When we arrived at the blacksmith’s place of residence we dismounted, and fired our muskets. The meeting between him and his relations was very tender; for these rude children of nature, free from restraint, display their emotions in the strongest and most expressive manner. Amidst these transports the blacksmith’s aged mother was led forth, leaning upon a staff. Every one made way for her, and she stretched out her hand to bid her son welcome. Being totally blind, she stroked his hands, arms, and face with great care, and seemed highly delighted that her latter days were blessed by his return, and that her ears once more heard the music of his voice.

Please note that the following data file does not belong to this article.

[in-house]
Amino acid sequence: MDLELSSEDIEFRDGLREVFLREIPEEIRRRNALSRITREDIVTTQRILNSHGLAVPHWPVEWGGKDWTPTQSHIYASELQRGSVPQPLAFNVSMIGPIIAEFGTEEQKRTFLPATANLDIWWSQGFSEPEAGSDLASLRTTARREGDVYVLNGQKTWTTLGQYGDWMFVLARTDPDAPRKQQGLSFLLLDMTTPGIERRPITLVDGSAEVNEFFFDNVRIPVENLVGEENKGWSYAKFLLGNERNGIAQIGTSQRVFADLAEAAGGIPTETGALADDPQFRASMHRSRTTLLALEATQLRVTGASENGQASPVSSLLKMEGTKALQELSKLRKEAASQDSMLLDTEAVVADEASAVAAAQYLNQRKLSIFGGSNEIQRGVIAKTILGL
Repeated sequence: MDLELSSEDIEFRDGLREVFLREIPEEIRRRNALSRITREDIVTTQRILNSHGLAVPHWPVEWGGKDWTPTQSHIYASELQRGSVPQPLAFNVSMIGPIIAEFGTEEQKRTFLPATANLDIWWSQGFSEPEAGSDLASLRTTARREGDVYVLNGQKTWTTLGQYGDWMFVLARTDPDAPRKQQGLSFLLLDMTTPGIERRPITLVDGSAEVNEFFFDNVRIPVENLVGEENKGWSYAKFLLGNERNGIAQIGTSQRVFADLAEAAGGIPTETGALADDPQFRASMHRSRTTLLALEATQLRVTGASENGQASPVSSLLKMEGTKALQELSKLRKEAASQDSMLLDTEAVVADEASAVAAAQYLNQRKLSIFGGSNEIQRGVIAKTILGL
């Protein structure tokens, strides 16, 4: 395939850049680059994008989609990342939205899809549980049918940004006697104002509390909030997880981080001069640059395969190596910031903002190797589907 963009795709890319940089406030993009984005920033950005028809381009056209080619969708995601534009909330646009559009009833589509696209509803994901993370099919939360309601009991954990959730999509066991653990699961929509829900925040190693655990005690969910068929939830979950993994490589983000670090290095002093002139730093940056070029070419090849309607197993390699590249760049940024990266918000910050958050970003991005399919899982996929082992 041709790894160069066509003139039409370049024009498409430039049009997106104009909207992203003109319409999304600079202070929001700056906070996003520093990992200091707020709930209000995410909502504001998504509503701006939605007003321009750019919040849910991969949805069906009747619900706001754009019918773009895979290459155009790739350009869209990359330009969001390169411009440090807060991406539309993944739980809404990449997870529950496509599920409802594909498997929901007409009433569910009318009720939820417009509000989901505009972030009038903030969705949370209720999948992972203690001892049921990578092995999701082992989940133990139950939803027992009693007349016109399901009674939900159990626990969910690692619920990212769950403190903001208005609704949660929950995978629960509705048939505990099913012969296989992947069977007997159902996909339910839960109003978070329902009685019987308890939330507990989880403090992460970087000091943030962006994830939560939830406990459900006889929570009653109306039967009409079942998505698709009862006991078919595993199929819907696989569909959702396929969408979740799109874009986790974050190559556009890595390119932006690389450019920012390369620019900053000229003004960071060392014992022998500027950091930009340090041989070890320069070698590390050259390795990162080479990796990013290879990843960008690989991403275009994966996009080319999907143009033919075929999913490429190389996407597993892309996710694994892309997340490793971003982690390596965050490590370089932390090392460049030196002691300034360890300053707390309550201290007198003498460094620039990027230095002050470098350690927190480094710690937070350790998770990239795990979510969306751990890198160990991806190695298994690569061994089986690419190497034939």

During the tumult of these congratulations I had seated myself apart by the side of one of the huts, being unwilling to interrupt the flow of filial and parental tenderness; and the attention of the company was so entirely taken up with the blacksmith that I believe none of his friends had observed me. When all the people present had seated themselves the blacksmith was desired by his father to give them some account of his adventures; and silence being commanded, he began, and after repeatedly thanking God for the success that had attended him, related every material occurrence that had happened to him from his leasing Kasson to his arrival at the Gambia, his employment and success in those parts, and the dangers he had escaped in returning to his native country. In the latter part of his narration he had frequently occasion to mention me; and after many strong expressions concerning my kindness to him he pointed to the place where I sat, and exclaimed, “Affille ibi siring!”—(“See him sitting there!”) In a moment all eyes were turned upon me; I appeared like a being dropped from the clouds; every one was surprised that they had not observed me before; and a few women and children expressed great uneasiness at being so near a man of such an uncommon appearance.